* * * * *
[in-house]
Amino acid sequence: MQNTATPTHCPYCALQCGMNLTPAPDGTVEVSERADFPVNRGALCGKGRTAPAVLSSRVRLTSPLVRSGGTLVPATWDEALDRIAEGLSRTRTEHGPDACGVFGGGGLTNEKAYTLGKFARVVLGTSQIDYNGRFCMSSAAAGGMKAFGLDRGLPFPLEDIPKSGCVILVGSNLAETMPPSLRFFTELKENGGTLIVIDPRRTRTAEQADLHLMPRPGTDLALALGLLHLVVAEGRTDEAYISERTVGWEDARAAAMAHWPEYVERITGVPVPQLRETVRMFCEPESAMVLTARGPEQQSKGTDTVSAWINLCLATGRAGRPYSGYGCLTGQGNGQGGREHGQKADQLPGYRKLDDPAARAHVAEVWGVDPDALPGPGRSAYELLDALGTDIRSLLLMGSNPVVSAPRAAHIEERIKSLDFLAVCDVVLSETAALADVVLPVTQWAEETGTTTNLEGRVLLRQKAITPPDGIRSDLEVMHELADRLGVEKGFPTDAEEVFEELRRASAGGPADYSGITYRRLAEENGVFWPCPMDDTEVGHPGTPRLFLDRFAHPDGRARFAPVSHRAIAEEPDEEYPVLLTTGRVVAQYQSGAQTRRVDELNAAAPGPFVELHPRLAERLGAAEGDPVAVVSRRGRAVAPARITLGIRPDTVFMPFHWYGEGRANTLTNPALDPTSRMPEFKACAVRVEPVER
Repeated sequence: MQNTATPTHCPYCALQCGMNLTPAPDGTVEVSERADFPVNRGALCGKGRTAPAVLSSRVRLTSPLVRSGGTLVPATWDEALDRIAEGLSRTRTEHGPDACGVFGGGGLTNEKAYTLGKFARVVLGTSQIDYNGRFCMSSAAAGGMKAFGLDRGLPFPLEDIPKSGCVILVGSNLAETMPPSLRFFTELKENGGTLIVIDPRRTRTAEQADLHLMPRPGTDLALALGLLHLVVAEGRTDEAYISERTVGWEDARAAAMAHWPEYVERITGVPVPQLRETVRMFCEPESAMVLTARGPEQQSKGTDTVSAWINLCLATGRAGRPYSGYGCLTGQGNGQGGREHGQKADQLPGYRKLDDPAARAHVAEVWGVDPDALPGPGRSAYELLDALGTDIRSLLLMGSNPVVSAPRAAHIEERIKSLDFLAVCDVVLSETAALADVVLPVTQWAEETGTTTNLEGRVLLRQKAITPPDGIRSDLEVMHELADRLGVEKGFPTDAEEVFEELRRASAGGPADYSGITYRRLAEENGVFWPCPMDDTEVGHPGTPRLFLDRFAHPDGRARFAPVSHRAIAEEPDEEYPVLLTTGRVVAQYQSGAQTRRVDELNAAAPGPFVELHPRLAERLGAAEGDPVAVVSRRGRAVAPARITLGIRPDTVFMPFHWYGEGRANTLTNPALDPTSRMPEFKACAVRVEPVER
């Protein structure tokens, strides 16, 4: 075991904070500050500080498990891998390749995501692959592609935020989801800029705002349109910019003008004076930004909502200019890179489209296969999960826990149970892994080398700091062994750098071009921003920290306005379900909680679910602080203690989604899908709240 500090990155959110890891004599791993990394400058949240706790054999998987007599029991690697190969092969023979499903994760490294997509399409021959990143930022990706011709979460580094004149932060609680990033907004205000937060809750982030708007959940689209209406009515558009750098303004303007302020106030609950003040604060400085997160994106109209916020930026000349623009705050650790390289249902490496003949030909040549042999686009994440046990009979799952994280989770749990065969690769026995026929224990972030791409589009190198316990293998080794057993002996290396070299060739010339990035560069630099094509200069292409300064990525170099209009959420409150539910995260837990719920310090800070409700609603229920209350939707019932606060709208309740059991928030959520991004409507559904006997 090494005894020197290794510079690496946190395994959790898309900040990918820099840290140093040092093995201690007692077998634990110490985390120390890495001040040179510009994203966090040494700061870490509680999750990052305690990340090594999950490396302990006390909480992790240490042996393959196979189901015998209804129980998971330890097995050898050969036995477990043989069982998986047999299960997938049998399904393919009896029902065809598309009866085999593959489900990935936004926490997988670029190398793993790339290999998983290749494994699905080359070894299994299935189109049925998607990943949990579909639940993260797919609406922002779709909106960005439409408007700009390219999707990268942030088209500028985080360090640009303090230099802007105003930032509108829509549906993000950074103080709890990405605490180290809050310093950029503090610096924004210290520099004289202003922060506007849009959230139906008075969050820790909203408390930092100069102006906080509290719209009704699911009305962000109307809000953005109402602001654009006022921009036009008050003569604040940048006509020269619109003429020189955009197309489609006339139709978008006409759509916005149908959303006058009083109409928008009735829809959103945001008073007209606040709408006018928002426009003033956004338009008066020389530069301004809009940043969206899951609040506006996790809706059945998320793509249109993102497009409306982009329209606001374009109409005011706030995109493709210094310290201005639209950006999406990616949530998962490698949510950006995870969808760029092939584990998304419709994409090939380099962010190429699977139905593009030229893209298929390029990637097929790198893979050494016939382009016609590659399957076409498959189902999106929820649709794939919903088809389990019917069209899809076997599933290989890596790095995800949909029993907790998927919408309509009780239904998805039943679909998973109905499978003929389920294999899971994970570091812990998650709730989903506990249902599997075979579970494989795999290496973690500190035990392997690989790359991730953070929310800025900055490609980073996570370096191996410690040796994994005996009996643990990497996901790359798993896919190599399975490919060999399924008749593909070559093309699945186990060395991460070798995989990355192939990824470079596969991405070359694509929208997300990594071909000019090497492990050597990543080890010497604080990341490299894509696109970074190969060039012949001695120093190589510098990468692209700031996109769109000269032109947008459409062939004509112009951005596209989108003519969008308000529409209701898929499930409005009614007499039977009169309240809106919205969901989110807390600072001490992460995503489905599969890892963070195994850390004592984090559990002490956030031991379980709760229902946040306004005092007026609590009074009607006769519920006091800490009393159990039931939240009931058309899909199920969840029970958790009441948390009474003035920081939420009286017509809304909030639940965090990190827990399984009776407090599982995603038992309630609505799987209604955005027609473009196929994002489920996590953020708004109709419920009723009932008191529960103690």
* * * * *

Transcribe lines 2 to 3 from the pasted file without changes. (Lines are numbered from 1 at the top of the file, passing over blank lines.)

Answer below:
Amino acid sequence: MQNTATPTHCPYCALQCGMNLTPAPDGTVEVSERADFPVNRGALCGKGRTAPAVLSSRVRLTSPLVRSGGTLVPATWDEALDRIAEGLSRTRTEHGPDACGVFGGGGLTNEKAYTLGKFARVVLGTSQIDYNGRFCMSSAAAGGMKAFGLDRGLPFPLEDIPKSGCVILVGSNLAETMPPSLRFFTELKENGGTLIVIDPRRTRTAEQADLHLMPRPGTDLALALGLLHLVVAEGRTDEAYISERTVGWEDARAAAMAHWPEYVERITGVPVPQLRETVRMFCEPESAMVLTARGPEQQSKGTDTVSAWINLCLATGRAGRPYSGYGCLTGQGNGQGGREHGQKADQLPGYRKLDDPAARAHVAEVWGVDPDALPGPGRSAYELLDALGTDIRSLLLMGSNPVVSAPRAAHIEERIKSLDFLAVCDVVLSETAALADVVLPVTQWAEETGTTTNLEGRVLLRQKAITPPDGIRSDLEVMHELADRLGVEKGFPTDAEEVFEELRRASAGGPADYSGITYRRLAEENGVFWPCPMDDTEVGHPGTPRLFLDRFAHPDGRARFAPVSHRAIAEEPDEEYPVLLTTGRVVAQYQSGAQTRRVDELNAAAPGPFVELHPRLAERLGAAEGDPVAVVSRRGRAVAPARITLGIRPDTVFMPFHWYGEGRANTLTNPALDPTSRMPEFKACAVRVEPVER
Repeated sequence: MQNTATPTHCPYCALQCGMNLTPAPDGTVEVSERADFPVNRGALCGKGRTAPAVLSSRVRLTSPLVRSGGTLVPATWDEALDRIAEGLSRTRTEHGPDACGVFGGGGLTNEKAYTLGKFARVVLGTSQIDYNGRFCMSSAAAGGMKAFGLDRGLPFPLEDIPKSGCVILVGSNLAETMPPSLRFFTELKENGGTLIVIDPRRTRTAEQADLHLMPRPGTDLALALGLLHLVVAEGRTDEAYISERTVGWEDARAAAMAHWPEYVERITGVPVPQLRETVRMFCEPESAMVLTARGPEQQSKGTDTVSAWINLCLATGRAGRPYSGYGCLTGQGNGQGGREHGQKADQLPGYRKLDDPAARAHVAEVWGVDPDALPGPGRSAYELLDALGTDIRSLLLMGSNPVVSAPRAAHIEERIKSLDFLAVCDVVLSETAALADVVLPVTQWAEETGTTTNLEGRVLLRQKAITPPDGIRSDLEVMHELADRLGVEKGFPTDAEEVFEELRRASAGGPADYSGITYRRLAEENGVFWPCPMDDTEVGHPGTPRLFLDRFAHPDGRARFAPVSHRAIAEEPDEEYPVLLTTGRVVAQYQSGAQTRRVDELNAAAPGPFVELHPRLAERLGAAEGDPVAVVSRRGRAVAPARITLGIRPDTVFMPFHWYGEGRANTLTNPALDPTSRMPEFKACAVRVEPVER